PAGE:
As businesses continue to face lawsuits and demand letters alleging that their websites are inaccessible to blind and deaf patrons in violation of the Americans with Disabilities Act (“ADA”), courts across the country continue to weigh in on the issue.

Click here to read the recent article posted on our Retail Law blog.

California High Court Adopts New Test For Independent Contractors

In its decision on April 30, the California Supreme Court established a new test for classifying workers as independent contractors, with significant implications for the so-called “gig economy.” In Dynamex Operations West, Inc. v. Superior Court of Los Angeles, the Supreme Court laid out the “ABC Test,” which presumptively considers all workers to be employees and permits an independent contractor classification only if the hiring entity can show that all of the following conditions are met:

  • The worker has freedom from control or direction of the hiring entity over how to perform the work, both under contract and in fact;
  • The service is outside the company’s usual course of business or outside of all the places of business for which the service is performed; and
  • The worker is customarily engaged in an independently established trade, occupation or business of the same nature as the work performed for the hiring entity.
  • This new framework makes it significantly more difficult for companies to classify workers as independent contractors.  While Part A of the test is nothing new, Parts B and C may present unique challenges, particularly for the gig economy, where companies use app-based technologies to facilitate the provision of services that are paid by the “gig,” or some other measure beyond a traditional wage per hour.   Such businesses will likely contend that the services performed are outside their “usual course of business” because they are digital platforms facilitating the provision of services and payment by third party users, and do

    Antitrust Division to Criminally Prosecute No Poaching Agreements

    February 9, 2018

    Categories

    Antitrust Division to Criminally Prosecute No Poaching Agreements

    February 9, 2018

    Authored by: BCLP at Work

    The DOJ has indicated that it intends to prosecute companies that have entered into no-poaching agreements, an activity that has previously only been subject to civil enforcement. No-poaching agreements are arrangements between companies to not solicit or hire each other’s employees. Companies engaged in this conduct do not have to compete for customers to be susceptible to government scrutiny; they only need to compete for the same employees.

    Our Antitrust practice group has recently written a client alert on this topic. Click here to read the full alert.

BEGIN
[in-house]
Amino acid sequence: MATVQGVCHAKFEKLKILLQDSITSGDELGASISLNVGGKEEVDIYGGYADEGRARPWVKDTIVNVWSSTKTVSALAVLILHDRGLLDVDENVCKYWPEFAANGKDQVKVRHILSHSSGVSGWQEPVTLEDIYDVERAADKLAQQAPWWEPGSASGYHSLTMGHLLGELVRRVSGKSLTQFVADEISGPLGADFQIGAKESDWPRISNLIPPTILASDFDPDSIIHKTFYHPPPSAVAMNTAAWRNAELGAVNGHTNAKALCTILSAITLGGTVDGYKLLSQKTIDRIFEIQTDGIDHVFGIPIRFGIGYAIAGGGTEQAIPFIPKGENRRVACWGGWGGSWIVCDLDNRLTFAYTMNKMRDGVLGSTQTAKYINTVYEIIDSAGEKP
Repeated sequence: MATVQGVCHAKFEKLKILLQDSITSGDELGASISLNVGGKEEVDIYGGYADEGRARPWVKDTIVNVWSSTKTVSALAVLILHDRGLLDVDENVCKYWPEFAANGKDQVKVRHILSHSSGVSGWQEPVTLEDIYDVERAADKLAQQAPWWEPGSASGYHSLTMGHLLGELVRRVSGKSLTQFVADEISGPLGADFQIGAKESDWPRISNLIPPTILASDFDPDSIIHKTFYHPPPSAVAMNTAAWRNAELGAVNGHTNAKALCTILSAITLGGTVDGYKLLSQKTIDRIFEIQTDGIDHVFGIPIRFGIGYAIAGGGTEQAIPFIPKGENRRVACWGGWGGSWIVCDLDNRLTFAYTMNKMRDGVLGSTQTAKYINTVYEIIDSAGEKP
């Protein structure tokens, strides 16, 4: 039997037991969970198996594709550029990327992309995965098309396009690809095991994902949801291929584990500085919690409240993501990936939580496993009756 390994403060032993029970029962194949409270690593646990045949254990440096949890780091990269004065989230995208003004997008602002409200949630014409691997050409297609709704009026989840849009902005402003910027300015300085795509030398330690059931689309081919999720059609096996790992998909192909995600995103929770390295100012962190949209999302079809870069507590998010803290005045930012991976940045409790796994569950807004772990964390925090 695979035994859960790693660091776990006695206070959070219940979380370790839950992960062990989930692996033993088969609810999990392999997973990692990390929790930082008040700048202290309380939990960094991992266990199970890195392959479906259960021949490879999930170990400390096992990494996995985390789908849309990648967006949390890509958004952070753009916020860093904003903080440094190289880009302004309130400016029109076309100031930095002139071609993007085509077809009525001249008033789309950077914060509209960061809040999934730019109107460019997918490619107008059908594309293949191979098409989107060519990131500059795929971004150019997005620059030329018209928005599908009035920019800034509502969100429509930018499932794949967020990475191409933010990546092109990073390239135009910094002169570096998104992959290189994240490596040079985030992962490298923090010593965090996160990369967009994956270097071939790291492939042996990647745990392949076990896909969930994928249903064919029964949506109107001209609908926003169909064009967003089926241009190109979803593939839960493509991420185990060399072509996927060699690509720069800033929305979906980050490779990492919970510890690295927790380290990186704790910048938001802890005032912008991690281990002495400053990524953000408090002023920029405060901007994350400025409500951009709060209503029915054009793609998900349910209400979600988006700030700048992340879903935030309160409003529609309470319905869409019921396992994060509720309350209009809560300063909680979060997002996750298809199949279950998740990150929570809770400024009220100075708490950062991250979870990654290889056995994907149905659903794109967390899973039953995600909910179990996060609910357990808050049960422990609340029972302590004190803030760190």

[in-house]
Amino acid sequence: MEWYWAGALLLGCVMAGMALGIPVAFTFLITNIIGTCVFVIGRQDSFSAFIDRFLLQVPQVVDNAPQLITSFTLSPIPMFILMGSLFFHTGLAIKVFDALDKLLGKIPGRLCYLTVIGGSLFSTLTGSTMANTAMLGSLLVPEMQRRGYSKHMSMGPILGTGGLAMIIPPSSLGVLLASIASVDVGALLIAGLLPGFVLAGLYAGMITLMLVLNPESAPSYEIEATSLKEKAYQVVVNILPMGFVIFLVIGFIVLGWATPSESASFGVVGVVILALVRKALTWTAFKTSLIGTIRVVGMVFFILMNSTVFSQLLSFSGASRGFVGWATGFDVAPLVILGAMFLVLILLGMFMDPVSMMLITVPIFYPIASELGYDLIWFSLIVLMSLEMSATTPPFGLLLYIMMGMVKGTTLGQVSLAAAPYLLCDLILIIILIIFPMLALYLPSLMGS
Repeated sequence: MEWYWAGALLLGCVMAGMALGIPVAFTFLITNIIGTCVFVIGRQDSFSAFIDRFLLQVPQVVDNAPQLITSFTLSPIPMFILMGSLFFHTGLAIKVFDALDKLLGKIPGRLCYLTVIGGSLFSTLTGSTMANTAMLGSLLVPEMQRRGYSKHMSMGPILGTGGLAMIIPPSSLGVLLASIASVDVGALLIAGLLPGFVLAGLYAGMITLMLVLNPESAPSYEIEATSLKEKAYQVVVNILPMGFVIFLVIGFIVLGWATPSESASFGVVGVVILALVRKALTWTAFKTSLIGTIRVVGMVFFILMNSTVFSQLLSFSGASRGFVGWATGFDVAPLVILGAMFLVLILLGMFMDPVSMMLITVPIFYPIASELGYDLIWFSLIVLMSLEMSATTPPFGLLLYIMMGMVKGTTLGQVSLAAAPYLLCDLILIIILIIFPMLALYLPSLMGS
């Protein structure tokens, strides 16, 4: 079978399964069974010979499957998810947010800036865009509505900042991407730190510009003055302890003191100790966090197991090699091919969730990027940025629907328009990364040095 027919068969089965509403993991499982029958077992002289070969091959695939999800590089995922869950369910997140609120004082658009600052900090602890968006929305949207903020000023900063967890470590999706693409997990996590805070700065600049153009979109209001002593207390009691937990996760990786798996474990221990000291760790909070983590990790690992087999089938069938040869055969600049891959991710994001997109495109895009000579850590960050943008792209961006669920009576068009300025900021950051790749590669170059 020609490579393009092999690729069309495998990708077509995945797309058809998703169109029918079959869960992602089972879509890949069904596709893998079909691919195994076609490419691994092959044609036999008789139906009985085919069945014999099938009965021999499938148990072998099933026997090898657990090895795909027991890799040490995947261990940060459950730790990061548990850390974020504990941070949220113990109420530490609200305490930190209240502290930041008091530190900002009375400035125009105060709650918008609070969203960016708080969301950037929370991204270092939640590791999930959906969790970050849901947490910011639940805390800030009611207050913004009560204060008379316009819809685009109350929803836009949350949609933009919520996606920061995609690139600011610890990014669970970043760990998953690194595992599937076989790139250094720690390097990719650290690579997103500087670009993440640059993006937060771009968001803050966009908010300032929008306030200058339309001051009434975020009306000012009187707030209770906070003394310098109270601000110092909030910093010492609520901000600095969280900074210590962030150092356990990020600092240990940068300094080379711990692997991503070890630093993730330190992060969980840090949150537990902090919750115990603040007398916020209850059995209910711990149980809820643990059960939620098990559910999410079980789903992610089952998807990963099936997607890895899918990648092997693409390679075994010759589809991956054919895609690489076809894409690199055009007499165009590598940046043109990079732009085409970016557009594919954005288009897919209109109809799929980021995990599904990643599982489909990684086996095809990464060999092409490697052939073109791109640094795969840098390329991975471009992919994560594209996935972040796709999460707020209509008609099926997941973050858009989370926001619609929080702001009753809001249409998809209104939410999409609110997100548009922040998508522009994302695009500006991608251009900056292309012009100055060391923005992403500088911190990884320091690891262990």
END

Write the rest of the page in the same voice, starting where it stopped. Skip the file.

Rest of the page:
2018 In-House Counsel Guide to Data Privacy and Security – Now Available

    Bryan Cave is proud to present the third version of our in-house counsel’s guide to data privacy and security. The guide provides an overview of laws relevant to a variety of data matters topics, statistics that illustrate data privacy and security issues, and a breakdown of these data-related issues. It covers a range of privacy and security issues that apply in the HR context.

    Click Here to download a copy of this new guide.

    Freer authors article on social networking and sexual harassment in the workplace

    January 22, 2018

    Categories

    London Partner Gary Freer, head of Bryan Cave’s UK Employment Team, authored an article featured Jan. 18 in Personnel Today examining the impact of digital technology, such as professional social networks, on sexual harassment in the workplace. “Even if a statement is made anonymously – under cover of a username – if it is likely to have been made by an employee (as, in these networks, will almost always be the case) the employer will be held liable unless it can establish its statutory defence,” Freer explained. Read the full article here.

    The attorneys of Bryan Cave Leighton Paisner make this site available to you only for the educational purposes of imparting general information and a general understanding of the law. This site does not offer specific legal advice. Your use of this site does not create an attorney-client relationship between you and Bryan Cave LLP or any of its attorneys. Do not use this site as a substitute for specific legal advice from a licensed attorney. Much of the information on this site is based upon preliminary discussions in the absence of definitive advice or policy statements and therefore may change as soon as more definitive advice is available. Please review our full disclaimer.